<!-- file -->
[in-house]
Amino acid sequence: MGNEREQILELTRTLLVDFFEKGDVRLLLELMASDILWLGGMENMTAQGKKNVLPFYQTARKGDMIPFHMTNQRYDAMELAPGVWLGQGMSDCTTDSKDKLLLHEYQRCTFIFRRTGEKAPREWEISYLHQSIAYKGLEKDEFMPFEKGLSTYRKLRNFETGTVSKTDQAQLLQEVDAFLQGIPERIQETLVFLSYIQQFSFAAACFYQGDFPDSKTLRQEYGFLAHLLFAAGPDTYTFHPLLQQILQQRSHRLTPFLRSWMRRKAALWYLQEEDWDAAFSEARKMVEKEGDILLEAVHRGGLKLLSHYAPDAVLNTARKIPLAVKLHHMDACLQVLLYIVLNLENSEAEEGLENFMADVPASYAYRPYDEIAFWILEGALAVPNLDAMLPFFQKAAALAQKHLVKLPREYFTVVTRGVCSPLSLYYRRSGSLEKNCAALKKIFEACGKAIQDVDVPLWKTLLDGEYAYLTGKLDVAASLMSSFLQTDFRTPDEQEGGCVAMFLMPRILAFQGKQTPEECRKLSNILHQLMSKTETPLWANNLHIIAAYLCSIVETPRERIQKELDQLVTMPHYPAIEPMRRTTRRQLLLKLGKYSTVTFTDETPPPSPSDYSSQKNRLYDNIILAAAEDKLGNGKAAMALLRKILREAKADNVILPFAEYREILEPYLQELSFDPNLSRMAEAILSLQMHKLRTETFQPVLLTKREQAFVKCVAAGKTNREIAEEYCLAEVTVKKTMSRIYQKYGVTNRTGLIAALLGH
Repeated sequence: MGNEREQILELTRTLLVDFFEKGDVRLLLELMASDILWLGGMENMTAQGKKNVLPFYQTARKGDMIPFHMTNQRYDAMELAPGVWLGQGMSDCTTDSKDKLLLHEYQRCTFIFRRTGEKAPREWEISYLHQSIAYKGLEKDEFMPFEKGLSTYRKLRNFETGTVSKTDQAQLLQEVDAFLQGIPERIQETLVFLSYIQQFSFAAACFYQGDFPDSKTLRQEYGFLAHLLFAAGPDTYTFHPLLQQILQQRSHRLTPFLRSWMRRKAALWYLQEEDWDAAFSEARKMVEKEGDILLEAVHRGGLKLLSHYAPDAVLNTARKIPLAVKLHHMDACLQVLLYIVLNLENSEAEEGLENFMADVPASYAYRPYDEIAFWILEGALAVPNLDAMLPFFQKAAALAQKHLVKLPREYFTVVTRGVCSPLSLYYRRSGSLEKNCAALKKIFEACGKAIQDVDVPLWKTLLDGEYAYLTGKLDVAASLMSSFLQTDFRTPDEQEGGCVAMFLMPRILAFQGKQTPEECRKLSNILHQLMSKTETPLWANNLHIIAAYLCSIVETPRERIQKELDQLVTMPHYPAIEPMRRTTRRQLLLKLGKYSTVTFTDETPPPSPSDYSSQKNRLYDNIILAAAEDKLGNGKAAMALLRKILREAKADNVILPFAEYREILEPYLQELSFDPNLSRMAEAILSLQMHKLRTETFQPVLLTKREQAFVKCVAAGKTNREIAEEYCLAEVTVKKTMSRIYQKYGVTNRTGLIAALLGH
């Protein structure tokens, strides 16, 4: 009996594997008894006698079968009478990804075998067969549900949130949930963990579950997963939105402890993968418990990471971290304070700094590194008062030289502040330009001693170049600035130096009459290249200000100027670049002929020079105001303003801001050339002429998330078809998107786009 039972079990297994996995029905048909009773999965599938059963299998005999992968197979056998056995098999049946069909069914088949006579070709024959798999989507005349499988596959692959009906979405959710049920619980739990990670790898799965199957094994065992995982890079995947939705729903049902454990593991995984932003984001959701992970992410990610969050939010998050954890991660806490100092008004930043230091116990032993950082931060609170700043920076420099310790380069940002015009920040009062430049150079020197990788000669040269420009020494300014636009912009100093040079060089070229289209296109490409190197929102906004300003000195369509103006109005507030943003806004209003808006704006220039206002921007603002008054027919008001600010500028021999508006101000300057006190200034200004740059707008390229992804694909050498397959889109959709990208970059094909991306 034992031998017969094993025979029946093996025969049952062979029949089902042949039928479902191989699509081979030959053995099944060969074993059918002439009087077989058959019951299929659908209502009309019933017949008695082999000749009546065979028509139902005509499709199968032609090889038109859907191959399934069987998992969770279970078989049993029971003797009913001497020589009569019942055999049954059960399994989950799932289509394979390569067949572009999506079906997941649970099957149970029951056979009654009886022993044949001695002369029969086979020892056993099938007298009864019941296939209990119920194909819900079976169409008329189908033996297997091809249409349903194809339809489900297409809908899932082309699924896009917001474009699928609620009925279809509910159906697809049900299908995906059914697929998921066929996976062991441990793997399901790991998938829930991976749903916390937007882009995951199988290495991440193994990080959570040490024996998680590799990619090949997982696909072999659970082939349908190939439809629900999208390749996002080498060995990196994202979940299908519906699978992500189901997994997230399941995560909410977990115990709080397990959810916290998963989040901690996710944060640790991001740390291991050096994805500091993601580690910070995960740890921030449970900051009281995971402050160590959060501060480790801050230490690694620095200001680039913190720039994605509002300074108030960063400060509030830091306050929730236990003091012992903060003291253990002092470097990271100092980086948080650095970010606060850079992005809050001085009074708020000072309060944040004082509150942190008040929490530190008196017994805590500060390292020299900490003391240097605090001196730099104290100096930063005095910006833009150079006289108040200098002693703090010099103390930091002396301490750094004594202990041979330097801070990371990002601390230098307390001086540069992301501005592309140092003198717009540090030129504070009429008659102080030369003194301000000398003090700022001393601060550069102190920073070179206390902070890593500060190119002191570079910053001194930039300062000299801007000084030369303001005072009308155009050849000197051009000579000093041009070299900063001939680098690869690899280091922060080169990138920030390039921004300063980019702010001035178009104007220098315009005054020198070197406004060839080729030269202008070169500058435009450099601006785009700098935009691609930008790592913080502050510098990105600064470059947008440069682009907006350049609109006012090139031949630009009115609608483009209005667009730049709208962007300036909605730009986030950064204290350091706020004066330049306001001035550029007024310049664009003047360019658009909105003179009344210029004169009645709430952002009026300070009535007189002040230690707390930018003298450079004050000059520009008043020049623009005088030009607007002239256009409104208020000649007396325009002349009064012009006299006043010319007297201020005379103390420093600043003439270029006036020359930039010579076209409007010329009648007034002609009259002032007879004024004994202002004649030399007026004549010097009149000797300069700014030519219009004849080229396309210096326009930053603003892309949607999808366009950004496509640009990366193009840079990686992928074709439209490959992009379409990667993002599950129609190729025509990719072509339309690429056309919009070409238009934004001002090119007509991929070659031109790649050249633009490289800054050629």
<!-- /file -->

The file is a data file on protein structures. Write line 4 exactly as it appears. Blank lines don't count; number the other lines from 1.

């Protein structure tokens, strides 16, 4: 009996594997008894006698079968009478990804075998067969549900949130949930963990579950997963939105402890993968418990990471971290304070700094590194008062030289502040330009001693170049600035130096009459290249200000100027670049002929020079105001303003801001050339002429998330078809998107786009 039972079990297994996995029905048909009773999965599938059963299998005999992968197979056998056995098999049946069909069914088949006579070709024959798999989507005349499988596959692959009906979405959710049920619980739990990670790898799965199957094994065992995982890079995947939705729903049902454990593991995984932003984001959701992970992410990610969050939010998050954890991660806490100092008004930043230091116990032993950082931060609170700043920076420099310790380069940002015009920040009062430049150079020197990788000669040269420009020494300014636009912009100093040079060089070229289209296109490409190197929102906004300003000195369509103006109005507030943003806004209003808006704006220039206002921007603002008054027919008001600010500028021999508006101000300057006190200034200004740059707008390229992804694909050498397959889109959709990208970059094909991306 034992031998017969094993025979029946093996025969049952062979029949089902042949039928479902191989699509081979030959053995099944060969074993059918002439009087077989058959019951299929659908209502009309019933017949008695082999000749009546065979028509139902005509499709199968032609090889038109859907191959399934069987998992969770279970078989049993029971003797009913001497020589009569019942055999049954059960399994989950799932289509394979390569067949572009999506079906997941649970099957149970029951056979009654009886022993044949001695002369029969086979020892056993099938007298009864019941296939209990119920194909819900079976169409008329189908033996297997091809249409349903194809339809489900297409809908899932082309699924896009917001474009699928609620009925279809509910159906697809049900299908995906059914697929998921066929996976062991441990793997399901790991998938829930991976749903916390937007882009995951199988290495991440193994990080959570040490024996998680590799990619090949997982696909072999659970082939349908190939439809629900999208390749996002080498060995990196994202979940299908519906699978992500189901997994997230399941995560909410977990115990709080397990959810916290998963989040901690996710944060640790991001740390291991050096994805500091993601580690910070995960740890921030449970900051009281995971402050160590959060501060480790801050230490690694620095200001680039913190720039994605509002300074108030960063400060509030830091306050929730236990003091012992903060003291253990002092470097990271100092980086948080650095970010606060850079992005809050001085009074708020000072309060944040004082509150942190008040929490530190008196017994805590500060390292020299900490003391240097605090001196730099104290100096930063005095910006833009150079006289108040200098002693703090010099103390930091002396301490750094004594202990041979330097801070990371990002601390230098307390001086540069992301501005592309140092003198717009540090030129504070009429008659102080030369003194301000000398003090700022001393601060550069102190920073070179206390902070890593500060190119002191570079910053001194930039300062000299801007000084030369303001005072009308155009050849000197051009000579000093041009070299900063001939680098690869690899280091922060080169990138920030390039921004300063980019702010001035178009104007220098315009005054020198070197406004060839080729030269202008070169500058435009450099601006785009700098935009691609930008790592913080502050510098990105600064470059947008440069682009907006350049609109006012090139031949630009009115609608483009209005667009730049709208962007300036909605730009986030950064204290350091706020004066330049306001001035550029007024310049664009003047360019658009909105003179009344210029004169009645709430952002009026300070009535007189002040230690707390930018003298450079004050000059520009008043020049623009005088030009607007002239256009409104208020000649007396325009002349009064012009006299006043010319007297201020005379103390420093600043003439270029006036020359930039010579076209409007010329009648007034002609009259002032007879004024004994202002004649030399007026004549010097009149000797300069700014030519219009004849080229396309210096326009930053603003892309949607999808366009950004496509640009990366193009840079990686992928074709439209490959992009379409990667993002599950129609190729025509990719072509339309690429056309919009070409238009934004001002090119007509991929070659031109790649050249633009490289800054050629």